Globally, we’re all connected!!

Six degrees of separation is the idea that all people are six, or fewer, social connections away from each other. This means that one “friend of a friend” statement can be made to connect any two people in a maximum of six steps. However, when we discuss the interconnectivity of the financial markets and investor sentiment across the globe, we may be much closer to one another. And in an increasingly interconnected world, investors face heightened risks from the geopolitical landscape.

Global headlines may create investor uncertainty

There are big global headlines every day, from US-China trade talks, to Brexit-related issues involving the UK and Europe, to risks around North Korea. Some of these can be unnerving or create a chain of uncertainty around the world. As a result, many of these issues affect the stock and bond markets on a daily basis. Why have global issues become more important for investment portfolios, and how can investors respond?

Access to foreign markets allows greater options

Financial markets are more connected than ever before because many investors can now invest globally. Only a couple of decades ago, it was difficult for investors to access the investment opportunities of countries beyond their own. Today, with increased globalization, new financial products, and improved technology, it’s possible for investors to buy or sell securities in almost any market in the world.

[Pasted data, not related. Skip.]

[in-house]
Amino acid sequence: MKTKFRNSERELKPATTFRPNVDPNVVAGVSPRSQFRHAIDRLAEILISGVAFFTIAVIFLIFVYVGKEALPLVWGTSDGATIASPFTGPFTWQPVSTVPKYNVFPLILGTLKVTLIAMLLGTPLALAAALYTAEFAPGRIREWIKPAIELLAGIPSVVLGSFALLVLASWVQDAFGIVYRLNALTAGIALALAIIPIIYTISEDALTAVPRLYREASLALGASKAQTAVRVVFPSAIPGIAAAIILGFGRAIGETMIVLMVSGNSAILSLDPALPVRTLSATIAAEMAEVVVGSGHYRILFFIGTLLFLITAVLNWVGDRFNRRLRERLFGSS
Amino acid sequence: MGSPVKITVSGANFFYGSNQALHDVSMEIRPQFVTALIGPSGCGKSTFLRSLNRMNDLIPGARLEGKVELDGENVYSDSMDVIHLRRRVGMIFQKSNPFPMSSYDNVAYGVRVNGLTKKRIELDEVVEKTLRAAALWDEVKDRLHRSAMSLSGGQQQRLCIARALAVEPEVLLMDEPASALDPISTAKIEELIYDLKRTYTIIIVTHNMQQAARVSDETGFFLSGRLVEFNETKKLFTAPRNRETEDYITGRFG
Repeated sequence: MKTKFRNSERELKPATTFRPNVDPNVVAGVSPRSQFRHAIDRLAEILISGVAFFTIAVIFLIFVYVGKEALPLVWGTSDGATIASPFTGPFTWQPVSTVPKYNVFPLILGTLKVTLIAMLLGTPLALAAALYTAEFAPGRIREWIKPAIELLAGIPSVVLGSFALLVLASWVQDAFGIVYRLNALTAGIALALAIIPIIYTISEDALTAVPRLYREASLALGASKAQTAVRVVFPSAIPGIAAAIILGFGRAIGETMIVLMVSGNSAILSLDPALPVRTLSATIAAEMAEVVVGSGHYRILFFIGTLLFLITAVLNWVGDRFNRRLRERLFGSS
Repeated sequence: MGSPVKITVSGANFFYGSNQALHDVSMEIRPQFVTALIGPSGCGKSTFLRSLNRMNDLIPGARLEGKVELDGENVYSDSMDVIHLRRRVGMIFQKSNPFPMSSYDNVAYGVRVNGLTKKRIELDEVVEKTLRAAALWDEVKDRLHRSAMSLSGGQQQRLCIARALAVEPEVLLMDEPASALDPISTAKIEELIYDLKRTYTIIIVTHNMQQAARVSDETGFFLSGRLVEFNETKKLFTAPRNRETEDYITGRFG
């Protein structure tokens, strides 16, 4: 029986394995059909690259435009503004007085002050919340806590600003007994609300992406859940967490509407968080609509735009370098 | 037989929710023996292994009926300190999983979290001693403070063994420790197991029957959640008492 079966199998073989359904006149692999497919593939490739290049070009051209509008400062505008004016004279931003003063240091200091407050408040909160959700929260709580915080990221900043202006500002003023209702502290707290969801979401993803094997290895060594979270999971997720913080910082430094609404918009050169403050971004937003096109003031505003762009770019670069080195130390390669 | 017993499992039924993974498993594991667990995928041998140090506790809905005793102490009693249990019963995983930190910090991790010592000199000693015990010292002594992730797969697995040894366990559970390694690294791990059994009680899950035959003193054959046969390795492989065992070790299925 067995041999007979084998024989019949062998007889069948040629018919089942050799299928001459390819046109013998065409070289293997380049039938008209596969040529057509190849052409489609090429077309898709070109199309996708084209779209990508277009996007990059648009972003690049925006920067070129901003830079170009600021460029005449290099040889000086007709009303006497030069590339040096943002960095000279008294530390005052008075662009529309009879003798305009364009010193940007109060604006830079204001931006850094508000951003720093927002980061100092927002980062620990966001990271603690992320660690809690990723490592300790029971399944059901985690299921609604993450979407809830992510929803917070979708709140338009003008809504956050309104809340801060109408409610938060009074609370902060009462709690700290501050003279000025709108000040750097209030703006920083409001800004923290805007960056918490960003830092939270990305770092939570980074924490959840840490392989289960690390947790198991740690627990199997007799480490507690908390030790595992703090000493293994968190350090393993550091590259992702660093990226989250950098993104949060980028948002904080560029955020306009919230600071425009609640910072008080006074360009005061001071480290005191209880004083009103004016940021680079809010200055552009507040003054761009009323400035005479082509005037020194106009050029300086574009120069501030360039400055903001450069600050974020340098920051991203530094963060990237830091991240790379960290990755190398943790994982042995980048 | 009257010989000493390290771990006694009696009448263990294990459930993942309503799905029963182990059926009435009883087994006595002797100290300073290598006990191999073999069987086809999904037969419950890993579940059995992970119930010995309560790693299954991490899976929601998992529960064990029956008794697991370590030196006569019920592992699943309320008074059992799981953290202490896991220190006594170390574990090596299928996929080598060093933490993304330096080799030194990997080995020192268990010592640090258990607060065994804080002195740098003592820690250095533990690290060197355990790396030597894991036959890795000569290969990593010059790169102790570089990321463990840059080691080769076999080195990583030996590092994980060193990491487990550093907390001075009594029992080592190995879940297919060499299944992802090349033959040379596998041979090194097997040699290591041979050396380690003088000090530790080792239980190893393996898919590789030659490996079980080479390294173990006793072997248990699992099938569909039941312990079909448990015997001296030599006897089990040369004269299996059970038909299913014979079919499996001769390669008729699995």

Investors can pick and choose where they invest. This means that assets around the world have more diverse owners than ever before. This has increased the connectedness of financial markets globally, since any given stock or bond can, for the most part, be owned by anyone, anywhere.

Companies face increased global pressures

Companies that issue stocks and bonds today can't simply operate and compete against only their neighbors. Instead, they need to be aware of, and respond to, global pressures. The extent of this pressure certainly varies from industry to industry, but the fact remains that companies are more sensitive to global events than ever before.

What does this mean for investors?

Daily headlines on geopolitical events now play a much larger role in financial markets. In the past, a discussion of investing may have focused exclusively on the performance of individual companies. Today, it’s important to understand the global economic landscape as well.

Does this mean investors should react to every headline and event?

Of course, the answer is no – after all, much of this is simply noise. Just like some “friend to friend” statements may be exaggeration and hyperbole, so too are many financial headlines. True long-term investors – those who are investing for financial success over the course of years and decades – can afford to see past day-to-day events in order to achieve investment gains in the long run.